Stage 1 breast cancer is a single region of cancer in the breast which does not measure more than 2 cm and is not spread outside the breast. It is essential to report any abnormality in your breast immediately as it could be a symptom of the initial stages of breast cancer.

Symptoms of Stage 1 Breast Cancer

  • Stage 1 Breast CancerTumor: One or more small tumors may be located on the breast, near the underarms or on either side, but not near the lymph nodes. This means that the cancer is not traveling to the other body parts.
  • Sensitive Nipples: The nipples in stage 1 breast cancer go tender which may cause pain or a piercing sensation. Their shape may change or they may appear red or orange.
  • Discharge: This is an easily identifiable symptom. The discharge from the people may differ in terms of color and consistency. It may be a clear reddish liquid due to the presence of blood, yellowish or a thick pus discharge.
  • Pain: The arm on the side of the affected breast may pain like an aching discomfort.

Treatment for Stage 1 Breast Cancer

Mostly the first stage of breast cancer is cured with radiation and surgery. Other women can benefit from anti-hormonal therapy, radiation and surgery. Treatment after surgery is known as adjuvant therapy which reduces further risks of the cancer recurring.

Surgery: The initial treatment of stage 1 breast cancer comprises surgery and may be accompanied with radiation therapy. These local treatments may prevent recurrence, although the cancer that has already spread to other regions of the body cannot be cured. Such treatments are called systemic treatment and include anti-hormonal therapy and chemotherapy.

Surgery may include mastectomy and lumpectomy. Mastectomy refers to the removal of the entire breast, while lumpectomy refers only to the removal of the cancer and surrounding tissues. A lumpectomy relates to a higher rate of recurrence of cancer and this is why it is accompanied with radiation therapy, as the invisible cancer cells often get left behind. A combination of lumpectomy and radiation therapy is called breast-conserving therapy.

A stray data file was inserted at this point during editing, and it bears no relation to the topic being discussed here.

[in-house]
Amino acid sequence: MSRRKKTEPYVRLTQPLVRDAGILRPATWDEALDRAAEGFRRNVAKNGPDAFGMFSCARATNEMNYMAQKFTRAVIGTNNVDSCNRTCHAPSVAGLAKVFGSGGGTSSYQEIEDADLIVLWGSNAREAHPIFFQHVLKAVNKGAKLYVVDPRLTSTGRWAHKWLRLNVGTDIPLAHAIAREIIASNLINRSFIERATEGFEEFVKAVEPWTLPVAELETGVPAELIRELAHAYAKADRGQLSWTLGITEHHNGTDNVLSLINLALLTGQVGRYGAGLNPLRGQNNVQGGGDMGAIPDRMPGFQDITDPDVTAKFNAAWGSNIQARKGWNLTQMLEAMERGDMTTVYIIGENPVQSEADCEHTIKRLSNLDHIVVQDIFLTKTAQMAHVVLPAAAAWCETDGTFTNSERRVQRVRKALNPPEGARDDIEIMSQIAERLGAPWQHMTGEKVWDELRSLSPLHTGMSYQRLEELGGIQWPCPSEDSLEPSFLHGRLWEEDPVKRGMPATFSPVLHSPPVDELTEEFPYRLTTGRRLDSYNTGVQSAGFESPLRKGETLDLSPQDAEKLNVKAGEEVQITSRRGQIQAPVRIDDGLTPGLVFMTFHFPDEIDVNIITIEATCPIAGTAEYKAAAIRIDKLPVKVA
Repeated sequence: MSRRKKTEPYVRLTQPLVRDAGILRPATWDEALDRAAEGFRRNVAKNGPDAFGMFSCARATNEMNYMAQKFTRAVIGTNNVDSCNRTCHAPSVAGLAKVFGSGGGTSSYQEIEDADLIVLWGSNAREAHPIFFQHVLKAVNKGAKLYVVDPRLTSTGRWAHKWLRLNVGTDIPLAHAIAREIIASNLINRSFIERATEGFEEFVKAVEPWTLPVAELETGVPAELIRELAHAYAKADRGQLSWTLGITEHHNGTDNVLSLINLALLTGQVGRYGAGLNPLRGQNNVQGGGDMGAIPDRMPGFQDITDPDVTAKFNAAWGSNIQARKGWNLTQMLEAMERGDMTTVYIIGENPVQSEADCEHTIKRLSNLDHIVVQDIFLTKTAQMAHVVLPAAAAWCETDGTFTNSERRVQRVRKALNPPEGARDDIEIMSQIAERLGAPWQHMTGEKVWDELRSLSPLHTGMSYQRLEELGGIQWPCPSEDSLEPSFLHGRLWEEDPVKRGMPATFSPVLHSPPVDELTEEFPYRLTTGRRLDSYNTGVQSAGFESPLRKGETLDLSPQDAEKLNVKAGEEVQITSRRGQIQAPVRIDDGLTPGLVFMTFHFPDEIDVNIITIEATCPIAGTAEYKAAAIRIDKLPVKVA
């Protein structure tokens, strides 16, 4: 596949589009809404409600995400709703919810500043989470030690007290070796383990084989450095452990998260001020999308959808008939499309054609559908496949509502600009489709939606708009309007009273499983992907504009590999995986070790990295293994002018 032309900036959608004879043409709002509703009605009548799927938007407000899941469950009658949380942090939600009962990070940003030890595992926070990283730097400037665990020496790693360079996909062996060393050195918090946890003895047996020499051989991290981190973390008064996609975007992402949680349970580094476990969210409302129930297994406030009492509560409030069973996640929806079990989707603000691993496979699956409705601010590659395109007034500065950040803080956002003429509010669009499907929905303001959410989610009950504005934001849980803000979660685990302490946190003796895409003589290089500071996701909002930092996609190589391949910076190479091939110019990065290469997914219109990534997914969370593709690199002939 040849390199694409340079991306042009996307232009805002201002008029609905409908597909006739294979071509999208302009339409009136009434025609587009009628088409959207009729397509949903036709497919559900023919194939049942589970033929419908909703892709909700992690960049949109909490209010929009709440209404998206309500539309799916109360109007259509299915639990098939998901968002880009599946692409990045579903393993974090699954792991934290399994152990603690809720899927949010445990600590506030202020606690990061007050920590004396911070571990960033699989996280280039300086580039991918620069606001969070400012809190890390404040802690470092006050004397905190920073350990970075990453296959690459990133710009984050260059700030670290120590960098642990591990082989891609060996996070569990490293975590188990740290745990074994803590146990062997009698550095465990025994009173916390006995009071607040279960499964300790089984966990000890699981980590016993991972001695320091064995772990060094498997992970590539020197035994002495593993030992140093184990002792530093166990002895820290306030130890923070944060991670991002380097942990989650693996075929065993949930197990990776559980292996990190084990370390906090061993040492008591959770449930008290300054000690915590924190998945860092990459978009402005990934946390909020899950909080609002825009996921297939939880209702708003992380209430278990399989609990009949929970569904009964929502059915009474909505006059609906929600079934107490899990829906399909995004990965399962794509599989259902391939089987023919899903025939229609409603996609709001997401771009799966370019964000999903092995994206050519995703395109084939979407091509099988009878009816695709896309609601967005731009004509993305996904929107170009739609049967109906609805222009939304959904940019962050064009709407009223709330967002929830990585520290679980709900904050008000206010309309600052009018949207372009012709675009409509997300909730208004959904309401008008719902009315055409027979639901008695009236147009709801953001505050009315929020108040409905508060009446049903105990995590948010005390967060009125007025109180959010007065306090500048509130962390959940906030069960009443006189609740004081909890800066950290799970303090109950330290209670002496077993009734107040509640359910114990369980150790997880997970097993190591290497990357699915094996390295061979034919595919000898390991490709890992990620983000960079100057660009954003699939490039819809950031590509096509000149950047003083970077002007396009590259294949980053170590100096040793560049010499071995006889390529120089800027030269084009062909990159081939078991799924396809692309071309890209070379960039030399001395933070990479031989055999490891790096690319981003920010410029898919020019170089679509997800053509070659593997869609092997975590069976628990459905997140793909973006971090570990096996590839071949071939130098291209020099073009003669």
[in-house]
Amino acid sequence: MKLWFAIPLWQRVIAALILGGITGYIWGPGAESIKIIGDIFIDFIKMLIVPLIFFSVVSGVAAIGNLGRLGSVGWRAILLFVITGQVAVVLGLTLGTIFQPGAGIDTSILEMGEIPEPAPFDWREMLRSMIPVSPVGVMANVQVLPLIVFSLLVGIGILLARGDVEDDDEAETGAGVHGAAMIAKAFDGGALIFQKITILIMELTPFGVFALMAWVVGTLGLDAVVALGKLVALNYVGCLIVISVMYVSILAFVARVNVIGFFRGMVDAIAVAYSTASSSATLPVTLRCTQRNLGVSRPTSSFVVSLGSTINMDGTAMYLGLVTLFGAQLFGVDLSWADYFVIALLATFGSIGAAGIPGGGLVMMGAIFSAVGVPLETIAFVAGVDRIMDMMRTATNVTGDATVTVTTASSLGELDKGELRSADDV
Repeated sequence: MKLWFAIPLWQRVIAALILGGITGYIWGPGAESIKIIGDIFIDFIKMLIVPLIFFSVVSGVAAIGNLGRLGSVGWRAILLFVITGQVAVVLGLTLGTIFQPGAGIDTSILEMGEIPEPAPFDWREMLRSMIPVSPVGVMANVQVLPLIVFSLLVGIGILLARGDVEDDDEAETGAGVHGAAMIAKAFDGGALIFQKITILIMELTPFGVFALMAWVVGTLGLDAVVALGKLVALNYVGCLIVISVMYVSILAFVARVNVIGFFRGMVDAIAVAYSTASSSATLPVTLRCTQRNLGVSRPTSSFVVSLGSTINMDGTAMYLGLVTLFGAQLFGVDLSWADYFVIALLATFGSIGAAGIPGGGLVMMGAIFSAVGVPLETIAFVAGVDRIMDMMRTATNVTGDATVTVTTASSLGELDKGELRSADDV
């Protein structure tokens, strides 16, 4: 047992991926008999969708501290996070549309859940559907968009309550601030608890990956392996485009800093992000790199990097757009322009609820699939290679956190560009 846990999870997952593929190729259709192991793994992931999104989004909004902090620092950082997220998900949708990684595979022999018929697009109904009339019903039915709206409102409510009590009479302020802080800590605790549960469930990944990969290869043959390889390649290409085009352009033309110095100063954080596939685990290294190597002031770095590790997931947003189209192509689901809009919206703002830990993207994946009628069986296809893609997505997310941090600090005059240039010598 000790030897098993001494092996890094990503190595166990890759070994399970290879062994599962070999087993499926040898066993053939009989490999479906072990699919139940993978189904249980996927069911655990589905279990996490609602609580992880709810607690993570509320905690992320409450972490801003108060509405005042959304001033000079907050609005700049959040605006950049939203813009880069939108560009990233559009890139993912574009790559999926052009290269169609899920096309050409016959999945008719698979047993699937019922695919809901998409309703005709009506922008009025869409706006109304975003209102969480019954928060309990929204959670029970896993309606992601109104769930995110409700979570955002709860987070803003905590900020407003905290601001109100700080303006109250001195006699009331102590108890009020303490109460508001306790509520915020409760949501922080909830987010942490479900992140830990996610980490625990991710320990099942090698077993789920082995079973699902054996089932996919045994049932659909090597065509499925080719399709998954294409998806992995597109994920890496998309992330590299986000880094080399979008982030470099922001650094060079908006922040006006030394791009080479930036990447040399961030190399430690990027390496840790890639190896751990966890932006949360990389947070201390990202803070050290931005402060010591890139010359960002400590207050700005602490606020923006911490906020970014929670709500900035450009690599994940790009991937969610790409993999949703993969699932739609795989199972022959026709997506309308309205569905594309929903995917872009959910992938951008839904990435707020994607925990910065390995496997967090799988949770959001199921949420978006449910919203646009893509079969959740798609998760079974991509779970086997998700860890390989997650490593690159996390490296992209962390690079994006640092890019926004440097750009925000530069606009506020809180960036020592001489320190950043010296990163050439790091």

Radiation: Radiation therapy often accompanies lumpectomy. With the ERBT external beam radiation therapy, the radiation machine delivers a beam into the cancer. Radiation is carried out for 5 days a week for up to 6 weeks and reduces risks of recurrence especially when given after anti-hormonal therapy and lumpectomy.

Adjuvant Therapy: This is the additional treatment which is rendered after the surgery and radiation therapy. Adjuvant therapy aims to rid any invisible cancer cell which stays on after surgery. Adjuvant therapy for initial stage of breast cancer may involve anti-hormonal therapy, targeted therapy and chemotherapy.

Adjuvant therapy reduces chances of recurrence and improves the duration of survival. Here are certain benefits of adjuvant therapy:

Adjuvant Chemotherapy: Chemotherapy uses drugs to exterminate cancer cells. The combination of or single drugs are known as regimens. The drugs may be injected or orally taken.

Options of Chemotherapy: There are various chemotherapy regimens and drugs, of which the standard is the CMF or cyclophosphamide, methotrexate, and fluorouracil. It was first used to treat breast cancer in its early stages. CMF is generally given in 6 cycles over 4 to 6 months.

Taxanes: These are chemotherapy drugs including Taxol (paclitaxel) and Taxotere (docetaxel). Taxanes are usually combined with AC chemotherapy to increase the chances of cancer free survival in women who have advanced stages of the disease. Taxanes also improve chances of node negative breast cancer.

Adjuvant Anti-Hormonal Therapy: The growth of some cells can be slowed or prevented by reducing their exposure to estrogen, the female hormone. While estrogen prepares the body for puberty, pregnancy and menopause, it can also lead to the growth of certain cancer cells. The cells in the uterus, breasts and other organs grow with exposure to estrogen.

Estrogen receptors are present on the surface of these cells. The estrogen binds to the receptors and stimulates the growth of these cells. If the cells with estrogen receptors become cancerous, exposure to the hormone increases chances of growth of the cancer.

While anti-hormonal therapy may slow or prevent the growth of estrogen positive cancer cells in stage 1 breast cancer, reduction in the levels of estrogen may lead to brittle bones. Adjuvant antihormonal therapy has been said to benefit the ER-positive cancer cells. However, before receiving adjuvant therapy, always consult with your healthcare provider to assess the benefits and risks for your circumstances.